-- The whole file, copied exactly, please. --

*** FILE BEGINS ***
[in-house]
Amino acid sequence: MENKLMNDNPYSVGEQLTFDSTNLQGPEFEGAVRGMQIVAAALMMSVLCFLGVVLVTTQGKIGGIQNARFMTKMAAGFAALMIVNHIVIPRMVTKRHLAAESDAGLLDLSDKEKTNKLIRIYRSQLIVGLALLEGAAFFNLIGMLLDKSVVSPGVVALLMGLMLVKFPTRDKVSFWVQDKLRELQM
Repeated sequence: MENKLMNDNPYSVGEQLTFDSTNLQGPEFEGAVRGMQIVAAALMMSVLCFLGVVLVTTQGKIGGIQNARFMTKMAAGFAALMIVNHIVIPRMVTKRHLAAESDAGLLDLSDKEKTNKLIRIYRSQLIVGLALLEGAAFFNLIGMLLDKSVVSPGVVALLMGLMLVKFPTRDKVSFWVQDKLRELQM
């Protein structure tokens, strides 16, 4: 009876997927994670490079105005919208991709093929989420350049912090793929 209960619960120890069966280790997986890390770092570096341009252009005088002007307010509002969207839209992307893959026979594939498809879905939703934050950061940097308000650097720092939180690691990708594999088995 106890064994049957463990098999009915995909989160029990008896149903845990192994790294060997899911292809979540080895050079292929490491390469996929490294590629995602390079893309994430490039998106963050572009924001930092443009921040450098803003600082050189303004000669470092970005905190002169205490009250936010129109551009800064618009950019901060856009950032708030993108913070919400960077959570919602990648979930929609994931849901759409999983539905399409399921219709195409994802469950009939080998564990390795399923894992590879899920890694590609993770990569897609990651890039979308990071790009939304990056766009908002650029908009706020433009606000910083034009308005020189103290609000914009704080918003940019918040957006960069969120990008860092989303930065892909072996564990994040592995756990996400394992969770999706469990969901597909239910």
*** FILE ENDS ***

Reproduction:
[in-house]
Amino acid sequence: MENKLMNDNPYSVGEQLTFDSTNLQGPEFEGAVRGMQIVAAALMMSVLCFLGVVLVTTQGKIGGIQNARFMTKMAAGFAALMIVNHIVIPRMVTKRHLAAESDAGLLDLSDKEKTNKLIRIYRSQLIVGLALLEGAAFFNLIGMLLDKSVVSPGVVALLMGLMLVKFPTRDKVSFWVQDKLRELQM
Repeated sequence: MENKLMNDNPYSVGEQLTFDSTNLQGPEFEGAVRGMQIVAAALMMSVLCFLGVVLVTTQGKIGGIQNARFMTKMAAGFAALMIVNHIVIPRMVTKRHLAAESDAGLLDLSDKEKTNKLIRIYRSQLIVGLALLEGAAFFNLIGMLLDKSVVSPGVVALLMGLMLVKFPTRDKVSFWVQDKLRELQM
């Protein structure tokens, strides 16, 4: 009876997927994670490079105005919208991709093929989420350049912090793929 209960619960120890069966280790997986890390770092570096341009252009005088002007307010509002969207839209992307893959026979594939498809879905939703934050950061940097308000650097720092939180690691990708594999088995 106890064994049957463990098999009915995909989160029990008896149903845990192994790294060997899911292809979540080895050079292929490491390469996929490294590629995602390079893309994430490039998106963050572009924001930092443009921040450098803003600082050189303004000669470092970005905190002169205490009250936010129109551009800064618009950019901060856009950032708030993108913070919400960077959570919602990648979930929609994931849901759409999983539905399409399921219709195409994802469950009939080998564990390795399923894992590879899920890694590609993770990569897609990651890039979308990071790009939304990056766009908002650029908009706020433009606000910083034009308005020189103290609000914009704080918003940019918040957006960069969120990008860092989303930065892909072996564990994040592995756990996400394992969770999706469990969901597909239910």